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Why the rich always stay rich (no matter what, no matter the cost)

José Gabriel Palma ()

Revista CEPAL, 2020

Abstract: This article returns to the Ricardian tradition of understanding income distribution as the outcome of an “antagonistic” conflict with a multiplicity of actors and struggles, where history, politics and institutions matter as much as economic “fundamentals”. Because this relates to the political sphere, there are no purely logical solutions to the conflict, but rather options in a scenario of multiple equilibria. In deregulated markets, this conflict favours the supremacy of unproductive rent (especially those of “inefficiency”), to the detriment of operating profits, affecting investment and productivity growth. Moreover, dysfunctional institutions have the “ability to persist”, thus transforming the domination into a “stationary process”: the unbalancing impacts of shocks have only limited lifespans. When, in democracy, the Latin American oligarchy limits change and weakens the State through Buchanian-style constitutional straitjackets, they redesign their distributional strategies and absorb elements of opposing ideologies to keep their own hegemonic.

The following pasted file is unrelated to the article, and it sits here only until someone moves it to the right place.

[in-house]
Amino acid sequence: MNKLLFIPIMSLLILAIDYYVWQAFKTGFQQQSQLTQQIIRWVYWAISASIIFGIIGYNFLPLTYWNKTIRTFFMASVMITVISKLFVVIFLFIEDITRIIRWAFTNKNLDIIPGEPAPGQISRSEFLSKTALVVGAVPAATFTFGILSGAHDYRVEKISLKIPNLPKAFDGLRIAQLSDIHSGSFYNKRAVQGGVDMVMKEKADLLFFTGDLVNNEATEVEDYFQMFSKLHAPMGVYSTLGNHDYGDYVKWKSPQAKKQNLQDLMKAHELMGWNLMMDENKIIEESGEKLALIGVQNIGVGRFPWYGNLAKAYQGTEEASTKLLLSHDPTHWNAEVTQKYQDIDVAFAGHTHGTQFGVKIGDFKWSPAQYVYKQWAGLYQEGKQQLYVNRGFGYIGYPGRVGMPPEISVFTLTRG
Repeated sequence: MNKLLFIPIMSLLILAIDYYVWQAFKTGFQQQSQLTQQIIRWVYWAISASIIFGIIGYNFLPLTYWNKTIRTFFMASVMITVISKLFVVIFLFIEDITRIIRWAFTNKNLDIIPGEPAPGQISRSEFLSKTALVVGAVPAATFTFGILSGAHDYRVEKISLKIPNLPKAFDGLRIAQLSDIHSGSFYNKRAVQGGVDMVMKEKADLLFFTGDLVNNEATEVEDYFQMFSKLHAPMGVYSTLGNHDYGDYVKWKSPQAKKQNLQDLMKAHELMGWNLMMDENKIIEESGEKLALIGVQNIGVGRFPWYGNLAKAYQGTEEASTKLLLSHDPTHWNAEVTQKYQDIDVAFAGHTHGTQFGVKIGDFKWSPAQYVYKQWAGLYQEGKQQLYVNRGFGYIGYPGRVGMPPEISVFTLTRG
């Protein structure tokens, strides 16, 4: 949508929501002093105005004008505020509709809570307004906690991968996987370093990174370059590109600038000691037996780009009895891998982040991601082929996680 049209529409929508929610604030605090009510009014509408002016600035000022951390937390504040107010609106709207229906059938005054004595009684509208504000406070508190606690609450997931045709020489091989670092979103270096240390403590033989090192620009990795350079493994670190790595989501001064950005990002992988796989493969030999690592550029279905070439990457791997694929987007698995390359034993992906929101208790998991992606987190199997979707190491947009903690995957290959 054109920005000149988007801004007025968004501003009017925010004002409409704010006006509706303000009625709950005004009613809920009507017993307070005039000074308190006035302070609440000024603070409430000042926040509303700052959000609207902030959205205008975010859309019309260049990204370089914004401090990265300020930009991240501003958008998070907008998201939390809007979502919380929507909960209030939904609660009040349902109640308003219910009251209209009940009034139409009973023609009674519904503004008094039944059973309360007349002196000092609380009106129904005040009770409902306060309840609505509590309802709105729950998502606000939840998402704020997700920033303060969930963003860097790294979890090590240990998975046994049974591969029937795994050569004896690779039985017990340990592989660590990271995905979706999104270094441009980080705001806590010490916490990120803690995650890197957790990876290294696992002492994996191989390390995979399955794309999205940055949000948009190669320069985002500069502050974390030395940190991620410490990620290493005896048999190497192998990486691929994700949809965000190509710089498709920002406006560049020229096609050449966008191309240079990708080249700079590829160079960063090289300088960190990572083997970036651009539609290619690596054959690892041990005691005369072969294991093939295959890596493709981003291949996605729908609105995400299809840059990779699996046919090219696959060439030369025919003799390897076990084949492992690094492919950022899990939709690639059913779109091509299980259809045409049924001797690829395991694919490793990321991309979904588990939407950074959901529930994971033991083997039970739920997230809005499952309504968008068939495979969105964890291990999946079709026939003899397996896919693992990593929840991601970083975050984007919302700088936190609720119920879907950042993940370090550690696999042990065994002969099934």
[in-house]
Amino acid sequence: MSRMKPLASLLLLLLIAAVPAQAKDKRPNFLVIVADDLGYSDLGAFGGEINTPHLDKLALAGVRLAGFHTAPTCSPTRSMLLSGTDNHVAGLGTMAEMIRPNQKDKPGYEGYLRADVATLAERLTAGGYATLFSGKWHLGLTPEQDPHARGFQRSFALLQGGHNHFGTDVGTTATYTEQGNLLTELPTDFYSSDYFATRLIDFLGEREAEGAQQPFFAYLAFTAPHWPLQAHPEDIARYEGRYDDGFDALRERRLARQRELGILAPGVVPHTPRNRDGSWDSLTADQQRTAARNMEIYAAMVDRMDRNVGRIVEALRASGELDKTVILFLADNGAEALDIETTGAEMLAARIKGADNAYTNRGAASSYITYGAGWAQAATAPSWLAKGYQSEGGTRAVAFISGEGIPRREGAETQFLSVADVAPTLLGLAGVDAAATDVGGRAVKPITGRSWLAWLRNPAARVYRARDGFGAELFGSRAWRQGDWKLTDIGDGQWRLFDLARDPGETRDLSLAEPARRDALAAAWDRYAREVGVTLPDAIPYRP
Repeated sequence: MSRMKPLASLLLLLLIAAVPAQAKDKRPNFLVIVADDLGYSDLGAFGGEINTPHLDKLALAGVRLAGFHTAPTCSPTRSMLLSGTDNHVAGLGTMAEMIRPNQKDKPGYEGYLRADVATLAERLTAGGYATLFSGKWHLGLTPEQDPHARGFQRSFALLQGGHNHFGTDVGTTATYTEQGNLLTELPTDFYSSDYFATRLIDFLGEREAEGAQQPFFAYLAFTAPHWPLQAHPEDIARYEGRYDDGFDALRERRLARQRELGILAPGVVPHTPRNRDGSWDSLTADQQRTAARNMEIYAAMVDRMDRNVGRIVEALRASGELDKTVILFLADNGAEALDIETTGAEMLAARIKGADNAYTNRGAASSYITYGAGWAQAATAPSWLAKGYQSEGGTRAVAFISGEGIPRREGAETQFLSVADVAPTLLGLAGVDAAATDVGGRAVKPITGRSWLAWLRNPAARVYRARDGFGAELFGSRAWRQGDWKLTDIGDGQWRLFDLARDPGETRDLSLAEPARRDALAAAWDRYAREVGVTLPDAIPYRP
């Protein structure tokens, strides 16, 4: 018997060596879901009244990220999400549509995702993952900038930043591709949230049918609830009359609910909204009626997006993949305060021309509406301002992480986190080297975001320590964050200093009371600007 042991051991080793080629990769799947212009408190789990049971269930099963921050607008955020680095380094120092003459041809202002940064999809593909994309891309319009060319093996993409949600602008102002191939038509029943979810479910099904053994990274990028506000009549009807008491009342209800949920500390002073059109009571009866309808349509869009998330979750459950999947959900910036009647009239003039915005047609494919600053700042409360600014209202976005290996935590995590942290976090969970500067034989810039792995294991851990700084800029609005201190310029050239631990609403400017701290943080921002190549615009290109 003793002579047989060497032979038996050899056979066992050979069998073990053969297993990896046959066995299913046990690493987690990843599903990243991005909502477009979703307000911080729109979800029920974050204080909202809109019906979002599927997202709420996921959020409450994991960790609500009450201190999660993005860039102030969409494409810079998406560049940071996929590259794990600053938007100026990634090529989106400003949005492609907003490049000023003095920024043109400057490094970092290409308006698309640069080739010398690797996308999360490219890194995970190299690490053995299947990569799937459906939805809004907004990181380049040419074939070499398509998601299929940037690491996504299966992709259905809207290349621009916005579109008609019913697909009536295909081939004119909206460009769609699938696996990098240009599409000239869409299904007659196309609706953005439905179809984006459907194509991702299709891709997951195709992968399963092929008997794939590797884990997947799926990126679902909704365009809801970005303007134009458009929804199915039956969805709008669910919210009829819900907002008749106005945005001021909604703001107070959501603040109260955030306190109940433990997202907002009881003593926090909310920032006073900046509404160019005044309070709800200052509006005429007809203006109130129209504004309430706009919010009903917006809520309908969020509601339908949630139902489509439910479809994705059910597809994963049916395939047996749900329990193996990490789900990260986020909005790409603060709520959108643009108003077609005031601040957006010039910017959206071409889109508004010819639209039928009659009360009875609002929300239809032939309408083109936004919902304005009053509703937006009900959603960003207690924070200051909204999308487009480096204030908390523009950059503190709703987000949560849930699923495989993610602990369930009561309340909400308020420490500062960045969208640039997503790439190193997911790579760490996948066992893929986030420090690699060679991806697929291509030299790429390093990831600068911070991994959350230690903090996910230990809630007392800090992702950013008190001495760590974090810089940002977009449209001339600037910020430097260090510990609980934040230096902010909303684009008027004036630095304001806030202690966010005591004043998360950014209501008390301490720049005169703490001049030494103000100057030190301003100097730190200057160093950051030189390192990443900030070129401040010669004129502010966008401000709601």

Keywords: RIQUEZA; ELITE; CLASE ALTA; CONDICIONES ECONOMICAS; DISTRIBUCION DEL INGRESO; SISTEMAS ECONOMICOS; CONDICIONES POLITICAS; ESTUDIOS DE CASOS; WEALTH; ELITE; UPPER CLASS; ECONOMIC CONDITIONS; INCOME DISTRIBUTION; ECONOMIC SYSTEMS; POLITICAL CONDITIONS; CASE STUDIES (search for similar items in EconPapers)
JEL-codes: D31 E12 N36 P16 (search for similar items in EconPapers)
Date: 2020-12-31
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